Partial budgets are used extensively to examine changes in enterprise size, make rental vs. purchase decisions and examine changes in input use for things such as seed or fertilizer for a specific enterprise. Here’s how to use partial budgets when making cover crop decisions.
Partial budgets focus on changes to revenue and costs. These changes can also be categorized as benefits and costs.
The benefits of a change take the form of additional revenue or reduced cost. These benefits are measured using two questions:
1. What new or additional revenue will be received? For cover crops, this may take the form of potentially higher crop yields. There also may be revenue associated with haying or grazing cover crops.
2. What current costs will be reduced or eliminated? For example, when cover crops are adopted, it may be possible to reduce nitrogen, phosphorus and/or potassium costs.
What about costs? The costs of a change take the form of reduced revenue or additional costs. Again, we measure potential costs with two questions:
1. What new or additional costs will be incurred? For the adoption of cover crops, these new or additional costs take the form of cover crop seed, sowing, and perhaps tillage preparation costs and expenses associated with the termination of cover crops.
2. What current revenue will be lost or reduced? If crop yields are reduced with the adoption of cover crops, the resulting reduction in crop revenue would represent a cost for partial budgeting purposes.
How it works
Now let’s put the pieces together. Cover crops can enhance revenues if crop yields increase as a result, or if the cover crop can be hayed or grazed before it’s terminated. Another benefit of a cover crop results from potential reductions in fertilizer costs.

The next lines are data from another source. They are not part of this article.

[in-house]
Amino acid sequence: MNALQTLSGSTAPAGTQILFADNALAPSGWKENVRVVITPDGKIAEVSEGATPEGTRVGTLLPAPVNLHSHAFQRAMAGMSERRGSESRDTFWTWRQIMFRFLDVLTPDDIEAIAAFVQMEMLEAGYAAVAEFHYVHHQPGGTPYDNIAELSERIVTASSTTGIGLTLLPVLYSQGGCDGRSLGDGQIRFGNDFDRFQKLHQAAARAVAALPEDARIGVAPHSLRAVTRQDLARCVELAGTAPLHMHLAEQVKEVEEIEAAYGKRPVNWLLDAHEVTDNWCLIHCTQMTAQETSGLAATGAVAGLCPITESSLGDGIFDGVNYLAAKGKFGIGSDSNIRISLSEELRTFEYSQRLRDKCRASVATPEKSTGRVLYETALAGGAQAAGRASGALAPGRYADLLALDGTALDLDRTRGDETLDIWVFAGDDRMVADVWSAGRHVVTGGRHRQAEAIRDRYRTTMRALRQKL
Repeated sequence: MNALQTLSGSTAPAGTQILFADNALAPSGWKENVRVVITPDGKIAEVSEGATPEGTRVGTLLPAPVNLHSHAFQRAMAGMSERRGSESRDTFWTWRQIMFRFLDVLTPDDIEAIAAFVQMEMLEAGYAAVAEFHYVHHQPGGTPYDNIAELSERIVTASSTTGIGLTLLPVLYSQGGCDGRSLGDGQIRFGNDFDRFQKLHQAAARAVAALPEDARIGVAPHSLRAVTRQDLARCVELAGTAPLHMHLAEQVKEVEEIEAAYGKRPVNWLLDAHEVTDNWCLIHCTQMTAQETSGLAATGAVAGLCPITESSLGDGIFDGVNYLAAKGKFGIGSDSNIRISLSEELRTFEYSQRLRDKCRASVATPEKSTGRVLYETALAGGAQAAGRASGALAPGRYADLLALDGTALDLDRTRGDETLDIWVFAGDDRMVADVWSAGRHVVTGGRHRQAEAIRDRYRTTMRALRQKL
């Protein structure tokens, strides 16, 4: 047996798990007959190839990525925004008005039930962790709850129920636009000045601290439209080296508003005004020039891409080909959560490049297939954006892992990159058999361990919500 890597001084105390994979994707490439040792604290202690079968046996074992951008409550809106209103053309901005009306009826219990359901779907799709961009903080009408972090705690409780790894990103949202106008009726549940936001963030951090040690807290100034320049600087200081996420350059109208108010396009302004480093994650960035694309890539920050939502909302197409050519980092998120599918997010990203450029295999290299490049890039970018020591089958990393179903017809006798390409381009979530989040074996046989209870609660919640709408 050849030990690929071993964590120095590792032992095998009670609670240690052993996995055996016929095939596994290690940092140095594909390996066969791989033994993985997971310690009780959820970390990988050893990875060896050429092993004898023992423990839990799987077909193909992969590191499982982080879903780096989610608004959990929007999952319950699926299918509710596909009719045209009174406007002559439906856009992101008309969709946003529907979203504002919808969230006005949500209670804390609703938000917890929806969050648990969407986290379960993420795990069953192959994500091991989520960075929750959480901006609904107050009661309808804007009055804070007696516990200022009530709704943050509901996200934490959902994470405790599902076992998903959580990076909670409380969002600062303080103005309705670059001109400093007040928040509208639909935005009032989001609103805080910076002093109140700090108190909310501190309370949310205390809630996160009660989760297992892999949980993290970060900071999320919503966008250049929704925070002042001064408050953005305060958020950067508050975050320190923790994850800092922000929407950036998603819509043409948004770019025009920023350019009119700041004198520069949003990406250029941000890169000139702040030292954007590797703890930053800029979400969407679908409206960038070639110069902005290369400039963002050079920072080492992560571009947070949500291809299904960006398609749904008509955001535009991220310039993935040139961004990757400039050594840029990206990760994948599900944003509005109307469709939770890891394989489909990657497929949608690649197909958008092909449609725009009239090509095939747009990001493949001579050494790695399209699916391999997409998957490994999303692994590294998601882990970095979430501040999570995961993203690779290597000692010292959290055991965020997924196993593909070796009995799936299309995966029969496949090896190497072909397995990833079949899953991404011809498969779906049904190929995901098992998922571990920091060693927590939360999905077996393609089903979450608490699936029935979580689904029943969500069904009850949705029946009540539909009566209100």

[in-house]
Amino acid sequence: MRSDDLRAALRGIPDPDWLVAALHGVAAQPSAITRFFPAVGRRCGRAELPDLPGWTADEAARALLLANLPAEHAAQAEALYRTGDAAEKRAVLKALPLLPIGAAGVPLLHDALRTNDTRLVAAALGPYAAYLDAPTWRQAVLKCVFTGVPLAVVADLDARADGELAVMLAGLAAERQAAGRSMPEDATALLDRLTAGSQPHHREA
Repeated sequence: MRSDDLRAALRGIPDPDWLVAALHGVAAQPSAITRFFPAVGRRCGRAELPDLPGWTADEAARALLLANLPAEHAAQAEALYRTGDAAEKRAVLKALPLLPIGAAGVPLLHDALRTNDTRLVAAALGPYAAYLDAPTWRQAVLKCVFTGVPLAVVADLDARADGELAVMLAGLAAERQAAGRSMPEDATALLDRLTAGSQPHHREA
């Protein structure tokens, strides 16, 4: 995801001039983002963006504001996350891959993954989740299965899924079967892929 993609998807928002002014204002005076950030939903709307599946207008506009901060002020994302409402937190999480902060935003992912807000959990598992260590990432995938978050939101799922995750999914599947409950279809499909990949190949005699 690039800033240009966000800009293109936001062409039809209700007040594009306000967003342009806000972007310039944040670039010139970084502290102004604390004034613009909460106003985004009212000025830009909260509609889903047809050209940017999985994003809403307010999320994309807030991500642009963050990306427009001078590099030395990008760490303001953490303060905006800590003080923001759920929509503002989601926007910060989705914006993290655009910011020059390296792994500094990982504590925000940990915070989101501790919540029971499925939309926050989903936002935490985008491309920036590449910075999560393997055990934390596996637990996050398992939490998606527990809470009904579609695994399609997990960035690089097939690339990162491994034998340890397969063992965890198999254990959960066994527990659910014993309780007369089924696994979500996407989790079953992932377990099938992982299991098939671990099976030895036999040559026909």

Added costs resulting from the adoption of cover crops may include cover crop seed, planting and termination. Net return or net change in profit is computed by subtracting cover crop costs from cover crop benefits, which include reduction in fertilizer or other input costs.
As a final note, in addition to comparing the benefits and costs of cover crops, it is important to recognize that there are numerous agronomic benefits, which include but are not necessarily limited to an improvement in soil carbon content, drought tolerance and soil erosion reduction.
In addition, periodically, there are government payments associated with adopting cover crops. This may be especially true for those trying cover crops for the first time. You may want to check with your local soil and water conservation district or Natural Resources Conservation Service office to see if there are incentive programs available in your area. Sometimes, these are specific to a county or watershed and not the entire state.
If incentives are available, you can include them in your partial cover crop budget. However, these incentives may only be available for the first year or first few years that you grow cover crops.
Learn more about partial budgeting and other agricultural economics management techniques from the Center for Commercial Agriculture.
Langemeier is a Purdue University Extension agricultural economist and associate director of the Purdue Center for Commercial Agriculture. He writes from West Lafayette, Ind.